Osceola County Developments

Owner of Kissimmee shopping center near SunRail plans 43k SF expansion

The owner of Gateway Station is planning a multimillion dollar renovation plus a two-phase expansion of the Kissimmee shopping center.

The owner of a distressed shopping center next to the new Tupperware SunRail station in Kissimmee has filed plans for a two-phased retail expansion that would add 43,000 square feet of leasable space.

Louisiana-based PMAT purchased the Gateway Station shopping center just off the Osceola Parkway - Florida Turnpike interchange a year ago for $10.65 million. The sale did not include the Walmart Supercenter that anchors the shopping center or any of the outparcels -- but it did include 3.5 acres of land for future expansion.


The 86,500-square-foot shopping center was considered an underperforming asset in one of Greater Orlando's strongest retail submarkets. Tenants include Harbor Freight Tools, Dollar Tree and Buffalo Wild Wings.

Gateway Station owner PMAT is seeking to add 43,000 square feet of retail space to the Walmart-anchored shopping center.

"Kissimmee has always been a pretty strong market dominated by the intersection with The Loop and The Loop West," PMAT President Kevin Kush told GrowthSpotter on Wednesday. The company is looking to capitalize on Gateway's high traffic counts and the new development on Osceola Parkway by giving the shopping center a fresh look.


"In conjunction with our site being bound on one side by the Florida Turnpike and SunRail on the other side, that should make this one of the highest traffic sites in this market," he said. "It's our job to capture the traffic that's coming to this area by providing an attractive center and site with a complimentary mix of retail goods and services."

PMAT's investment strategy is to acquire value-add shopping centers and create long-term value through redevelopment and re-tenanting of the assets.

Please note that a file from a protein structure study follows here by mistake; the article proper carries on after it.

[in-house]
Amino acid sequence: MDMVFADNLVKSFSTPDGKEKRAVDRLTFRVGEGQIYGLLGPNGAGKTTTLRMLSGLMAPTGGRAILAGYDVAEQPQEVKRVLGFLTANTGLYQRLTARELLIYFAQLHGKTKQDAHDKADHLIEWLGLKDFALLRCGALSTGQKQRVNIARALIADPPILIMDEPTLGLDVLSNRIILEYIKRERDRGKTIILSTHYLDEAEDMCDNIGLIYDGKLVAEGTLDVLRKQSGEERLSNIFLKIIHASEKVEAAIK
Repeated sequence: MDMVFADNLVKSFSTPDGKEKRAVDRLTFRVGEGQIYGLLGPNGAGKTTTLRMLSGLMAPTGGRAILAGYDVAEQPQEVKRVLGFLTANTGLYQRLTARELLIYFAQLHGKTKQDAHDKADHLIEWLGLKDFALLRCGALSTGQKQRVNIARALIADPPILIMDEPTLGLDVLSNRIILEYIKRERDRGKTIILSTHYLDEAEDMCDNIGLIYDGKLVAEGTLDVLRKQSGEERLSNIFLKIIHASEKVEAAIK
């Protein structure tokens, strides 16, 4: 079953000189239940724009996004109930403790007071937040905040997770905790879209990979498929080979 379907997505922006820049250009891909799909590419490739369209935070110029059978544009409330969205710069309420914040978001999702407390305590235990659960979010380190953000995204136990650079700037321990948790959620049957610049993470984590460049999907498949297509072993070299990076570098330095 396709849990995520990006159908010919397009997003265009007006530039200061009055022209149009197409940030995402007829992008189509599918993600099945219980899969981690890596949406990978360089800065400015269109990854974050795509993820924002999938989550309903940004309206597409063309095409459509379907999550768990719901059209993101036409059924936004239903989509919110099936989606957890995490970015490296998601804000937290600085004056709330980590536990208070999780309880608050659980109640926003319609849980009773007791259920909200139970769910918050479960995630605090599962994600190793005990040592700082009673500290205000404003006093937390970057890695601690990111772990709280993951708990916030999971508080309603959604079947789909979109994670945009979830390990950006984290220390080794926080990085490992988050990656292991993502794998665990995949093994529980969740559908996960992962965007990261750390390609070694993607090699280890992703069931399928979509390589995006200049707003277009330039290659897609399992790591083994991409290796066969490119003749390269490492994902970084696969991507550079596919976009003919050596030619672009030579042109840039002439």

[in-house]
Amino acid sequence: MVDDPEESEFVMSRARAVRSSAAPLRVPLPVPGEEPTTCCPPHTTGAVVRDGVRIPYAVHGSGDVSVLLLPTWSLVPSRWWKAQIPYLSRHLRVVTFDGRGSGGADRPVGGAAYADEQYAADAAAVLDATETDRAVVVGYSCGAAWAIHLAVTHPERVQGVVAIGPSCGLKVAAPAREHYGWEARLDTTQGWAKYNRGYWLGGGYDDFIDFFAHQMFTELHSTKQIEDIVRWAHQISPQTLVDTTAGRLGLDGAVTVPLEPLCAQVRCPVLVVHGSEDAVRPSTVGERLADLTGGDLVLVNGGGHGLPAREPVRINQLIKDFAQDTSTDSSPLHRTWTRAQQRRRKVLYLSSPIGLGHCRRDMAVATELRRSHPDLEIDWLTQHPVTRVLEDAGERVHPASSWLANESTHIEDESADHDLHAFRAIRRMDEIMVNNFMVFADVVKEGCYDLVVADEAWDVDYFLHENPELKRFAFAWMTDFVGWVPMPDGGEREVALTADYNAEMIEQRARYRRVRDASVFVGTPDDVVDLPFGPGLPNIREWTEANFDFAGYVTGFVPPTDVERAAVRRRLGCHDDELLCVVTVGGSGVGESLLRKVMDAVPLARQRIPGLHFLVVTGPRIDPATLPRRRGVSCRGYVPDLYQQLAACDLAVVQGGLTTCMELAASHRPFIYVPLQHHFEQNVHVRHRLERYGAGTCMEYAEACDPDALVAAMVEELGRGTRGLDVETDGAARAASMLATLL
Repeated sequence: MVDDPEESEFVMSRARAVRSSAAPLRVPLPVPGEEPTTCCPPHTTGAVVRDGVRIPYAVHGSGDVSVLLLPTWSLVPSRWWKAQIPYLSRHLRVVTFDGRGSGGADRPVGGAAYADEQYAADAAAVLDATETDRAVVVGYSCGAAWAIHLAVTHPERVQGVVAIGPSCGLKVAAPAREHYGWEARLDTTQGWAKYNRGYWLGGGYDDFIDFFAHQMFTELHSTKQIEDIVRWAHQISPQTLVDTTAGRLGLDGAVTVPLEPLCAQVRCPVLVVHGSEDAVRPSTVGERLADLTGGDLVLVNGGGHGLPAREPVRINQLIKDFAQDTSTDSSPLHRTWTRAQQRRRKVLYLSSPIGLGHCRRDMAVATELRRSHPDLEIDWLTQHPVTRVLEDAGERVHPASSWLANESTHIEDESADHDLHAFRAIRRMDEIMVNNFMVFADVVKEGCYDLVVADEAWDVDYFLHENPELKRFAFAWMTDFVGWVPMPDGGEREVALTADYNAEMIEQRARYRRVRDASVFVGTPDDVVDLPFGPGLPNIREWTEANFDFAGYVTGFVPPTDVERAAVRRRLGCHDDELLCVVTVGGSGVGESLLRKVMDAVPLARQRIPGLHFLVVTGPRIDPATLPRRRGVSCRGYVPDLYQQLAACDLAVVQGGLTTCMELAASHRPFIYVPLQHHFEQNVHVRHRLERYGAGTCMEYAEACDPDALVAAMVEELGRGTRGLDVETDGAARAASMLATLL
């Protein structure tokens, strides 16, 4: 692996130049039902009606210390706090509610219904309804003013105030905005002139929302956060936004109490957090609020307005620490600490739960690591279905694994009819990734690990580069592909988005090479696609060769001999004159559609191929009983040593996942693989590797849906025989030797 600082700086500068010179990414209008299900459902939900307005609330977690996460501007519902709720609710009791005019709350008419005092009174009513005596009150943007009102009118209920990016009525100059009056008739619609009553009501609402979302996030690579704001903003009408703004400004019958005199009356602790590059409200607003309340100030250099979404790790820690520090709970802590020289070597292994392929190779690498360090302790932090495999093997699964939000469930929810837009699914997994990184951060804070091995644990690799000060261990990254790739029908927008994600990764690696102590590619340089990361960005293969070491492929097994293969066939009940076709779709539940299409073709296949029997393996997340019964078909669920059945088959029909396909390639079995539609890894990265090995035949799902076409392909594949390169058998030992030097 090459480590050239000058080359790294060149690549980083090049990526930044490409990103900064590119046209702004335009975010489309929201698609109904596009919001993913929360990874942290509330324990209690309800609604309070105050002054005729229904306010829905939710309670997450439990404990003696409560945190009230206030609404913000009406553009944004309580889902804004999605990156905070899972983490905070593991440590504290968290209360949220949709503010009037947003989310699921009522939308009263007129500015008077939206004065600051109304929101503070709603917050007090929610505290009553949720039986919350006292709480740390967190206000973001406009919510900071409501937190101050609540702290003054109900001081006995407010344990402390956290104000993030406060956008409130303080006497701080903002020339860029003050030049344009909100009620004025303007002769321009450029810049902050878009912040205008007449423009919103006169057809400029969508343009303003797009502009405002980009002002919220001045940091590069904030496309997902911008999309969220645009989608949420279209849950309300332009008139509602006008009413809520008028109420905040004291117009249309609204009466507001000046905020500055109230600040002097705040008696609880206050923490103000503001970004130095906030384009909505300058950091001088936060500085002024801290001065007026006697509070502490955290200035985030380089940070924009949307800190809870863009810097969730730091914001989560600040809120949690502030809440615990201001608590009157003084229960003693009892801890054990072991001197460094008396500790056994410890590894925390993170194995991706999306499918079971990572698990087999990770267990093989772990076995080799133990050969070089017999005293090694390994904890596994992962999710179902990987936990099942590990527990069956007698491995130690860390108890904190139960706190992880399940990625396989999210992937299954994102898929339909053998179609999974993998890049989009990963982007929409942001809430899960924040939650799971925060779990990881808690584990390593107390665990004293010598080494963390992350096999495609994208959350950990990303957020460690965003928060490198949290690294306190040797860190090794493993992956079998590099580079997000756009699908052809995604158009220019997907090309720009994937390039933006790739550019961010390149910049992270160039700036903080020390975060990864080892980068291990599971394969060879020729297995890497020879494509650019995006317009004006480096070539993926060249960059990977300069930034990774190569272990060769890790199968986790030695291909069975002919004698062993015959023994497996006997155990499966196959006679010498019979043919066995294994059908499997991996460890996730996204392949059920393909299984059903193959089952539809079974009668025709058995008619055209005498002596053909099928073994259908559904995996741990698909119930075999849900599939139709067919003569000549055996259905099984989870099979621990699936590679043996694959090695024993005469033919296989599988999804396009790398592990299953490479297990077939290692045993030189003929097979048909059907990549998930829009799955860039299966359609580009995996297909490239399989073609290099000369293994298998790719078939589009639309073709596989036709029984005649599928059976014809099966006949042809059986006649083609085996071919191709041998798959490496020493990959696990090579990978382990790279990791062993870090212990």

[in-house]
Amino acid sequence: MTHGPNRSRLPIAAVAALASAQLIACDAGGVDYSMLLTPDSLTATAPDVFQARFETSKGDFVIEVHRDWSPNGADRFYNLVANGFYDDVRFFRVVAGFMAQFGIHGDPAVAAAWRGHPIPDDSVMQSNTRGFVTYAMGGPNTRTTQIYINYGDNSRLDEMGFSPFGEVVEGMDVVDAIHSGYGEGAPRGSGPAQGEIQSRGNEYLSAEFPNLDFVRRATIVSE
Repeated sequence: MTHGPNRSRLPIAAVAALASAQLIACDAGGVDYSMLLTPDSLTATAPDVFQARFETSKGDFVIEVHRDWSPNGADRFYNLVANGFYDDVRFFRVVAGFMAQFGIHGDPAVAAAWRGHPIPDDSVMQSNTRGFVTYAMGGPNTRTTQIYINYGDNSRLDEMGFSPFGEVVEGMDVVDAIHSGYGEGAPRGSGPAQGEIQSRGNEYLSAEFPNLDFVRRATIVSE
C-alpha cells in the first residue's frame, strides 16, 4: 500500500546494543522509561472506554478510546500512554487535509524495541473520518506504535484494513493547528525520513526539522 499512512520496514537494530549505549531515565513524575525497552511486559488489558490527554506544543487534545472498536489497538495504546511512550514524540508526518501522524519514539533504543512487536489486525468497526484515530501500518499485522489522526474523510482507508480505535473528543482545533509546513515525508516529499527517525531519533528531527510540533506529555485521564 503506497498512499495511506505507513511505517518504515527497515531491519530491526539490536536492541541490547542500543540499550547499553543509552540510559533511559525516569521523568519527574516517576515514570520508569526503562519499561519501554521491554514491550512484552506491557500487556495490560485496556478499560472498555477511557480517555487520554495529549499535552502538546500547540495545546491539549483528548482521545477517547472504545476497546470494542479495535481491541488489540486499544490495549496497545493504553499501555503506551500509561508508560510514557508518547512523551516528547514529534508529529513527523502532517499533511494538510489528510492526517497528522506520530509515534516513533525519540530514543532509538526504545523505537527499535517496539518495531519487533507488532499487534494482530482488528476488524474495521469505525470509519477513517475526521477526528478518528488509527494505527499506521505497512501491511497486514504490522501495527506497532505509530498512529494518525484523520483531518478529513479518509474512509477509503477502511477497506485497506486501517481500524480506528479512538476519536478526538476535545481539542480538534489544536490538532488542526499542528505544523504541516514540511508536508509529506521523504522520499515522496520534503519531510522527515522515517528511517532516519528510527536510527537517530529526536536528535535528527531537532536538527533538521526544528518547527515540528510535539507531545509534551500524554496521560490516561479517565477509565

Kush said PMAT would spend "several million dollars" renovating and expanding the shopping center. That includes a complete overhaul of the landscaping and all new signage. The goal is to give the shopping center a more unified look that can compete with newer centers, such as Crosslands.

"Our site has been a little overgrown and overlooked," he said. The new plan will be "a substantial upgrade" that will increase the visibility and create a "grand entrance."

PMAT and Gulf States Construction Services are seeking a new Planned Unit Development for the shopping center. The first phase would comprise 19,000 square feet for a single, built-to-suit tenant. Phase 2 would include three more retail sites and would connect the expansion to the existing shopping center.

Kush declined to reveal the name of the new mini-box tenant. "I can say what we have lined up now is a name-brand tenant that currently is not serving the area. So we'll be bringing new blood to this market," he said.

Hanson Walter & Associates is the civil engineer.

SunRail's Osceola County extension has sparked hundreds of millions of dollars in new investment around the future stations. Tupperware Brands is currently rebuilding Orange Avenue, and in April Orlando Health announced plans for a new $32 million free-standing emergency room and medical pavilion on Osceola Parkway, across from the Tupperware SunRail station that opens in 2018.


The medical facility is part of a burgeoning transit-oriented district shaping up around the SunRail station. Other new projects include a 350-unit apartment complex right across from the station, a new multi-story mixed-use building on the south side of Osceola Parkway, and a $30 million assisted living facility by Providence One.

Kush said PMAT hopes to create pedestrian access between Gateway and the SunRail station.

"We're still researching exactly how a connected access might be able to function," he said. "What they have now is a sidewalk that goes to the end of their property and ends."

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